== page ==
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Wage Claim Process
Any wage earner may file a claim with the Wage and Hour Division of BOLI for unpaid wages or overtime wages. 

Additionally, the Wage and Hour Division accepts claims for final wages owed by employers that go out of business from the state’s Wage Security Fund.

Wage claimants begin the claim process by requesting or downloading a wage claim form from Wage and Hour Division’s webpage. Completing the form requires basic information about the claim, such as the dates of work, the rate(s) of pay, any reason why wages were not paid in full, and a close estimate of the balance of money due.
Note that once BOLI receives a wage claim form, that document becomes a public record and may be disclosed upon request. To the extent permitted by law, BOLI does not disclose a claimant’s residential address, personal telephone numbers or personal email address if the claimant requests that this information remain confidential.

Wage Claims th​at Are Not Accepted

Generally, BOLI does not accept a wage claim if any of the following is true:
  • More than 6 months have passed since the date of termination and the claim does not involve minimum wage or overtime*
  • More than 1 year has passed since the date the violation first occurred and the claim does not involve minimum wage or overtime*
  • The claim is for penalty wages or expenses only
  • The claim is over $10,000 and does not involve minimum wage, overtime, or prevailing wage rate
  • The claim is for commissions and the employer paid at least minimum wage for all hours worked
  • The claim is from a member of a union or collective bargaining unit. (Union members are encouraged to speak with a Bureau representative before filing a claim.)
  • The claimant has already begun private legal action to recover the wages claimed
  • The claimant has not yet asked the employer for unpaid wages
  • None of the work was performed in Oregon
  • The claim is against a business in which the claimant was a partner or an owner or in which the claimant had a direct financial interest
  • The claim is against a close relative of the claimant
  • The claim is against a person the claimant is unwilling to take to court.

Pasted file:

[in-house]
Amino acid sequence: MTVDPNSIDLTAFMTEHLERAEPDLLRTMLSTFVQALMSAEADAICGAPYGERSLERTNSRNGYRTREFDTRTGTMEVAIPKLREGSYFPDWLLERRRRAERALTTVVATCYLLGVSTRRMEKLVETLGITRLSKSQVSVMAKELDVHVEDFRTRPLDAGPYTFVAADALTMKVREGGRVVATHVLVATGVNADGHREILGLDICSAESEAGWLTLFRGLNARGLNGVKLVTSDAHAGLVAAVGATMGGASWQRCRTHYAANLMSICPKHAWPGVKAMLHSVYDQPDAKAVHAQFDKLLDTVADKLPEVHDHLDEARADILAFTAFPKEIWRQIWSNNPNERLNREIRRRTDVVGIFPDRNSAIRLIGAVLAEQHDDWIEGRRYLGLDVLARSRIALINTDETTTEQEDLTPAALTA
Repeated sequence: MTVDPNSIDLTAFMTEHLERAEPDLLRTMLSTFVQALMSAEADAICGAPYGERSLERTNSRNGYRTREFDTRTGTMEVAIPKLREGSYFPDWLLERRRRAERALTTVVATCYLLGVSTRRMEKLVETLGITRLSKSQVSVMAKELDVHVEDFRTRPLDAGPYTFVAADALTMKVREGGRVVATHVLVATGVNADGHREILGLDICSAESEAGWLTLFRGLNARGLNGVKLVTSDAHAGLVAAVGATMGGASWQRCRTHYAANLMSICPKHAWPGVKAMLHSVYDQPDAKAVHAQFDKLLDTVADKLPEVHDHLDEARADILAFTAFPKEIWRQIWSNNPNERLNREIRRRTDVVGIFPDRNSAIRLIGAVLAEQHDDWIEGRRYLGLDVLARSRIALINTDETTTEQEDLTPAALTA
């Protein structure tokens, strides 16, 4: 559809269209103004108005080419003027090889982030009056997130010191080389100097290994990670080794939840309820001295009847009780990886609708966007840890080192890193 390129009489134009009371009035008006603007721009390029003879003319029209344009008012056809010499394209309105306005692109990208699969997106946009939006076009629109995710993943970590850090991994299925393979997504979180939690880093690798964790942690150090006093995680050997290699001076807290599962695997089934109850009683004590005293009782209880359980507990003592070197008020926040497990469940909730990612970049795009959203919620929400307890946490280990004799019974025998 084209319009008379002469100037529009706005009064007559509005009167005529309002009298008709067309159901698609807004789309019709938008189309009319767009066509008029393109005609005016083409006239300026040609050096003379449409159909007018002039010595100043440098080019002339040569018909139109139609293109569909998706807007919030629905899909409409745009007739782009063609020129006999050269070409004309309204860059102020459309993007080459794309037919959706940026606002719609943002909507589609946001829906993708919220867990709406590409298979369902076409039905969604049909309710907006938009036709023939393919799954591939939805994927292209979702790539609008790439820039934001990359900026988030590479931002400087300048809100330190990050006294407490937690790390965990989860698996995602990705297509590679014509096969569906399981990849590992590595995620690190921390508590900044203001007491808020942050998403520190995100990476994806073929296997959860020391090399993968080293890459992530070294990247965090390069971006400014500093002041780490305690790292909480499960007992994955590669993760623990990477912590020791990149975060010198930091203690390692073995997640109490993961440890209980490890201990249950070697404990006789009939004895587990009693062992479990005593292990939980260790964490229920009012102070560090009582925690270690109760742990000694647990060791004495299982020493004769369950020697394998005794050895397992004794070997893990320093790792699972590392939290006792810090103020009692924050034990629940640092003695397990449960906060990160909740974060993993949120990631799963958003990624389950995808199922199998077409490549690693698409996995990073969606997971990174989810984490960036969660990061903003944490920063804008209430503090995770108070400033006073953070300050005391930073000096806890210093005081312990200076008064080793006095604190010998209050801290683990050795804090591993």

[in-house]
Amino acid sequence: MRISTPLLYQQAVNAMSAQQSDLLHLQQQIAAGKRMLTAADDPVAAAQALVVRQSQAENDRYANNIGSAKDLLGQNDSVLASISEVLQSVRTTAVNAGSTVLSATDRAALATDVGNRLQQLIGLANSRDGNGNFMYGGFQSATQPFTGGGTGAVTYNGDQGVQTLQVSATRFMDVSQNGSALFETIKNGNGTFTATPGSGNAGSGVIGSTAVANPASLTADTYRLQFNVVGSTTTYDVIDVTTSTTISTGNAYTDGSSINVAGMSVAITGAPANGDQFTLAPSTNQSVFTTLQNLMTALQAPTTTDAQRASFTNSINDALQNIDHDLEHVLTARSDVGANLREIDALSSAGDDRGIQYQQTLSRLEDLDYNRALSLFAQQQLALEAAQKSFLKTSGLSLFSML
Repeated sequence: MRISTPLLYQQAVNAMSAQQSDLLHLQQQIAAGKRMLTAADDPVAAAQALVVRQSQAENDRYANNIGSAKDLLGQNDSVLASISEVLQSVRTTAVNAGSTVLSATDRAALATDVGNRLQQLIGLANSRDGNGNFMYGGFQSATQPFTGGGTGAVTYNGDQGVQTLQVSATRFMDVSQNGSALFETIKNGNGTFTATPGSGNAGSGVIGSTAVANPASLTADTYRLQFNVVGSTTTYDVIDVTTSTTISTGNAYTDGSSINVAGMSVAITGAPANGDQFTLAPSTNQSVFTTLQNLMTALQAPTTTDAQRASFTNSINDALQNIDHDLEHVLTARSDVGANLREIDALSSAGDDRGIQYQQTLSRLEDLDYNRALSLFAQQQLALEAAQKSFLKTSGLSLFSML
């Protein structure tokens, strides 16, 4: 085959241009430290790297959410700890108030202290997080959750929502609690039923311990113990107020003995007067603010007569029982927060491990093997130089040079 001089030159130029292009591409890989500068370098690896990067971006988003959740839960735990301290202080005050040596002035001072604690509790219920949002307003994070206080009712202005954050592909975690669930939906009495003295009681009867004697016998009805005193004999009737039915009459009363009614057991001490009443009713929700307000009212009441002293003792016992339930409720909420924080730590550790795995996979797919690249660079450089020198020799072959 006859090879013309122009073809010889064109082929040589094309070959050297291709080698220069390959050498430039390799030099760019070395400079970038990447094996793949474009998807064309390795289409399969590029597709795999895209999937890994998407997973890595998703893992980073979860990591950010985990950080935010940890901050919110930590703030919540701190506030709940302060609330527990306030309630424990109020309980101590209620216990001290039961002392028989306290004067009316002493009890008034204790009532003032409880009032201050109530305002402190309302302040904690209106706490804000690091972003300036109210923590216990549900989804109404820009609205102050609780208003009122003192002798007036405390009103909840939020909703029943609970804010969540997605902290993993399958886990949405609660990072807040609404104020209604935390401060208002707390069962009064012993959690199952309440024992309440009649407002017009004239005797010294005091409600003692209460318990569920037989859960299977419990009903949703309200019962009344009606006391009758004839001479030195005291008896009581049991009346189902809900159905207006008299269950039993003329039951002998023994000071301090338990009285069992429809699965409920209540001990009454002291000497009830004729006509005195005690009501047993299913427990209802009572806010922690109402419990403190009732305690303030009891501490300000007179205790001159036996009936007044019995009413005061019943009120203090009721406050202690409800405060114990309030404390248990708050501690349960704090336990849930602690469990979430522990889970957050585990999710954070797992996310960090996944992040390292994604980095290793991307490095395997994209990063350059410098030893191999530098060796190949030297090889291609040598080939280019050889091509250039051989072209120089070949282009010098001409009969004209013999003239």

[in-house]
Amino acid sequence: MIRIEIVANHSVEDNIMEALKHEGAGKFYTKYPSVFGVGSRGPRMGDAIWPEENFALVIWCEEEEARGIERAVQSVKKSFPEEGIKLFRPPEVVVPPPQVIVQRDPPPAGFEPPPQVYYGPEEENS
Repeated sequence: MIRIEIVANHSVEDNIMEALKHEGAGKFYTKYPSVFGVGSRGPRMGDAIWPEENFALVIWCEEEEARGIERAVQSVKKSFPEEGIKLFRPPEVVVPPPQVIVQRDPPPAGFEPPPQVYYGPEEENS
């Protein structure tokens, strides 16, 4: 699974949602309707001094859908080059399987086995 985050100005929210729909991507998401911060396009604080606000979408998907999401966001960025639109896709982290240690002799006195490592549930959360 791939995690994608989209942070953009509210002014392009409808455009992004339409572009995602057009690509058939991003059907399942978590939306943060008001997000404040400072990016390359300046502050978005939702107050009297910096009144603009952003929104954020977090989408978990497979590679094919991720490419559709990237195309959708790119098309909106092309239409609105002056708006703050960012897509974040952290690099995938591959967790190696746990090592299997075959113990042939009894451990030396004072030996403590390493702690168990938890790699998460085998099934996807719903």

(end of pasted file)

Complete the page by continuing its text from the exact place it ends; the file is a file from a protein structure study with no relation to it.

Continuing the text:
*Exceptions may apply if a claimant was an active military service member during this time.  
Once the Wage and Hour Division determines a claim is complete and within its jurisdiction, the division sends a notice of claim letter to the employer. If the employer disputes the claim or fails to pay wages due, the division assigns the claim to a Compliance Specialist for further investigation and resolution. 

The length of an investigation can vary depending on the complexity of the claim and the responsiveness of the parties involved.

BOLI will attempt to recover all wages owed on a valid claim, but collection depends upon the employer’s financial ability to pay, any business closure, bankruptcy filing or the location of money and assets. Once a claim is assigned to BOLI, the agency may compromise or adjust wage claim amounts or penalties. 
Wage and Hour Complaints
BOLI’s Wage and Hour Division distinguishes between “wage claims” and “complaints.” In addition to wage claims, the division accepts wage and hour-related complaints (on items other than claims for unpaid wages).  A complaint could have to do with items like working conditions violations or recordkeeping and payroll practices that violated applicable wage and hour requirements.  A complaint may be submitted online​.  

As with claim forms, the agency may release information within a complaint on request as required by public records law. 
Alternatives to the Wage and Hour Division
Employees owed unpaid wages may elect to pursue their claims by way of the small claims court in the county in which the employer is located (if the amount is $10,000 or less) or by filing suit with a private attorney.  

October 2019

Nothing on this website is intended as legal advice.  Any responses to specific questions are based on the facts as we understand them, and not intended to apply to any other situations.  This communication is not an agency order.  If you need legal advice, please consult an attorney.  We attempt to update the information on this website as soon as practicable following changes or developments in the laws and rules affecting Oregon employers, but we make no warranties or representations, express or implied, about whether the information provided is current.  We urge you to check the applicable statutes and administrative rules yourself and to consult with legal counsel prior to taking action that may invoke employee rights or employer responsibilities or omitting to act when required by law to act.